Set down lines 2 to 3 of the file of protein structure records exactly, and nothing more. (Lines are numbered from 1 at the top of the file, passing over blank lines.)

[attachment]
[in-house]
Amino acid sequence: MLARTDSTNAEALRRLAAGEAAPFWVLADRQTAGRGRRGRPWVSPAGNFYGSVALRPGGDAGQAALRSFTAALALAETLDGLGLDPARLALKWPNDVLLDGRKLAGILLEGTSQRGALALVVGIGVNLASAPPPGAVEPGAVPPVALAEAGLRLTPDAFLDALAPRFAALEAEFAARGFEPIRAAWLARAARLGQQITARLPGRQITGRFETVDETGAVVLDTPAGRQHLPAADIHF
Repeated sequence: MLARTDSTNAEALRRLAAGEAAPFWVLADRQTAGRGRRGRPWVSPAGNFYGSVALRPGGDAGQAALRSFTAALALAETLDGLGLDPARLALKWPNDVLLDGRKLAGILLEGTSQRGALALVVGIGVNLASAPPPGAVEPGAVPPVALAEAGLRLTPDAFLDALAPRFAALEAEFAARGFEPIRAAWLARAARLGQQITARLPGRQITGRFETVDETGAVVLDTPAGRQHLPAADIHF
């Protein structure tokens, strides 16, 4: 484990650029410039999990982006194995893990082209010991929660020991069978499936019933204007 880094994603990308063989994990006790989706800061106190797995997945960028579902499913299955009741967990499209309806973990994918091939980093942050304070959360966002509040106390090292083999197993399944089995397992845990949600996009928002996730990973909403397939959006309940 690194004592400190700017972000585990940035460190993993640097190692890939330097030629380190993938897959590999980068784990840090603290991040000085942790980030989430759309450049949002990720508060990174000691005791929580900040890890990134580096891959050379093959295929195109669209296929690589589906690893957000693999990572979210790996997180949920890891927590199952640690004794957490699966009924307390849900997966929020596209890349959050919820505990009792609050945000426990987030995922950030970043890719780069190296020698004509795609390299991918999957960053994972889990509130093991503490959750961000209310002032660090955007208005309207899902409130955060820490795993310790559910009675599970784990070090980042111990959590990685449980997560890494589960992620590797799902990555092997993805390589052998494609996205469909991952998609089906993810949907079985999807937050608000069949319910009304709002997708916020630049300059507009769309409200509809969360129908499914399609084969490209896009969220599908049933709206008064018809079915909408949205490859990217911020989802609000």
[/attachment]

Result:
Amino acid sequence: MLARTDSTNAEALRRLAAGEAAPFWVLADRQTAGRGRRGRPWVSPAGNFYGSVALRPGGDAGQAALRSFTAALALAETLDGLGLDPARLALKWPNDVLLDGRKLAGILLEGTSQRGALALVVGIGVNLASAPPPGAVEPGAVPPVALAEAGLRLTPDAFLDALAPRFAALEAEFAARGFEPIRAAWLARAARLGQQITARLPGRQITGRFETVDETGAVVLDTPAGRQHLPAADIHF
Repeated sequence: MLARTDSTNAEALRRLAAGEAAPFWVLADRQTAGRGRRGRPWVSPAGNFYGSVALRPGGDAGQAALRSFTAALALAETLDGLGLDPARLALKWPNDVLLDGRKLAGILLEGTSQRGALALVVGIGVNLASAPPPGAVEPGAVPPVALAEAGLRLTPDAFLDALAPRFAALEAEFAARGFEPIRAAWLARAARLGQQITARLPGRQITGRFETVDETGAVVLDTPAGRQHLPAADIHF